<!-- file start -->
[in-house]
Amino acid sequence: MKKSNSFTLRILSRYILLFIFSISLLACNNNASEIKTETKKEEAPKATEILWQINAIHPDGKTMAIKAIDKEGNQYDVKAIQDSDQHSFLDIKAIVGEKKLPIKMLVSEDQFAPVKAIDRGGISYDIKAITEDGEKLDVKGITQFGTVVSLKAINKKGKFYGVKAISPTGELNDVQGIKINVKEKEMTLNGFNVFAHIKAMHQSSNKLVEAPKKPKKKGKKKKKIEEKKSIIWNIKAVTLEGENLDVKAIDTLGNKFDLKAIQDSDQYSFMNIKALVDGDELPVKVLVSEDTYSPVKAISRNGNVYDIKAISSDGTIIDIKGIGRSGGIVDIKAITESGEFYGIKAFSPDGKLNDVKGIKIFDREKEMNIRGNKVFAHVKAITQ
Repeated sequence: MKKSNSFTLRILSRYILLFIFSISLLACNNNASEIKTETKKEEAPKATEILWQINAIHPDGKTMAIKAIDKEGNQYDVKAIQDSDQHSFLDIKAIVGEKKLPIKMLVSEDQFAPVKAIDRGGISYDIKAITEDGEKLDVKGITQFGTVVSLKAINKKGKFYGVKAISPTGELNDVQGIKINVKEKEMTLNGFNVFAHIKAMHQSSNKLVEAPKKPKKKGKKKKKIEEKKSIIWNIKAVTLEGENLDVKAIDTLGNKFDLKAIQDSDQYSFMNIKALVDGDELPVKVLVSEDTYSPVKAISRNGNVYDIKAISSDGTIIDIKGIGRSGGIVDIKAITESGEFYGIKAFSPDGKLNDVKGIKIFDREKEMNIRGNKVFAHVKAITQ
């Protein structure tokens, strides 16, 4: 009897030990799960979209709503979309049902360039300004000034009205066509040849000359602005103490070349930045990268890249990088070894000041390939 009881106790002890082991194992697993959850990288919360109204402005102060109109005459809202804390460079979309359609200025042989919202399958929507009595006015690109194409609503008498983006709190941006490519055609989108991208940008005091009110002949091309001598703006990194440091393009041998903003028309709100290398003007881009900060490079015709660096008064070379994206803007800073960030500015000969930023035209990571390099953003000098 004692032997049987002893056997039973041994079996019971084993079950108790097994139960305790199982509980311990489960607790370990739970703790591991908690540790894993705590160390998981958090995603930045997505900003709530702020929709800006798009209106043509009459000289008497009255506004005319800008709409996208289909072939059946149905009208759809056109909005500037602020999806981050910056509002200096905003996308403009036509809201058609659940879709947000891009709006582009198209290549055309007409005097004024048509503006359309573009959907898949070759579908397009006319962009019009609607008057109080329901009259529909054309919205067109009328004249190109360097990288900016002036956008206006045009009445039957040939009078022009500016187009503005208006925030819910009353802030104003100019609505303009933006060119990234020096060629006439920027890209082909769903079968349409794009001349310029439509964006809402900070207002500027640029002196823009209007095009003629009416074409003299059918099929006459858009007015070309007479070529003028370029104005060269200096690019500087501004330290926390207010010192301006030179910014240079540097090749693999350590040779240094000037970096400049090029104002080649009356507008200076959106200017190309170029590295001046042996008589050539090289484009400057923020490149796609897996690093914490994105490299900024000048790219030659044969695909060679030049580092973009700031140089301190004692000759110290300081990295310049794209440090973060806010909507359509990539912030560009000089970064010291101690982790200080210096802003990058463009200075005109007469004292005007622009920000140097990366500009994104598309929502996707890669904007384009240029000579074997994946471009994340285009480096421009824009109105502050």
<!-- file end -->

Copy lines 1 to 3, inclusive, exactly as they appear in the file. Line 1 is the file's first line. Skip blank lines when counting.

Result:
[in-house]
Amino acid sequence: MKKSNSFTLRILSRYILLFIFSISLLACNNNASEIKTETKKEEAPKATEILWQINAIHPDGKTMAIKAIDKEGNQYDVKAIQDSDQHSFLDIKAIVGEKKLPIKMLVSEDQFAPVKAIDRGGISYDIKAITEDGEKLDVKGITQFGTVVSLKAINKKGKFYGVKAISPTGELNDVQGIKINVKEKEMTLNGFNVFAHIKAMHQSSNKLVEAPKKPKKKGKKKKKIEEKKSIIWNIKAVTLEGENLDVKAIDTLGNKFDLKAIQDSDQYSFMNIKALVDGDELPVKVLVSEDTYSPVKAISRNGNVYDIKAISSDGTIIDIKGIGRSGGIVDIKAITESGEFYGIKAFSPDGKLNDVKGIKIFDREKEMNIRGNKVFAHVKAITQ
Repeated sequence: MKKSNSFTLRILSRYILLFIFSISLLACNNNASEIKTETKKEEAPKATEILWQINAIHPDGKTMAIKAIDKEGNQYDVKAIQDSDQHSFLDIKAIVGEKKLPIKMLVSEDQFAPVKAIDRGGISYDIKAITEDGEKLDVKGITQFGTVVSLKAINKKGKFYGVKAISPTGELNDVQGIKINVKEKEMTLNGFNVFAHIKAMHQSSNKLVEAPKKPKKKGKKKKKIEEKKSIIWNIKAVTLEGENLDVKAIDTLGNKFDLKAIQDSDQYSFMNIKALVDGDELPVKVLVSEDTYSPVKAISRNGNVYDIKAISSDGTIIDIKGIGRSGGIVDIKAITESGEFYGIKAFSPDGKLNDVKGIKIFDREKEMNIRGNKVFAHVKAITQ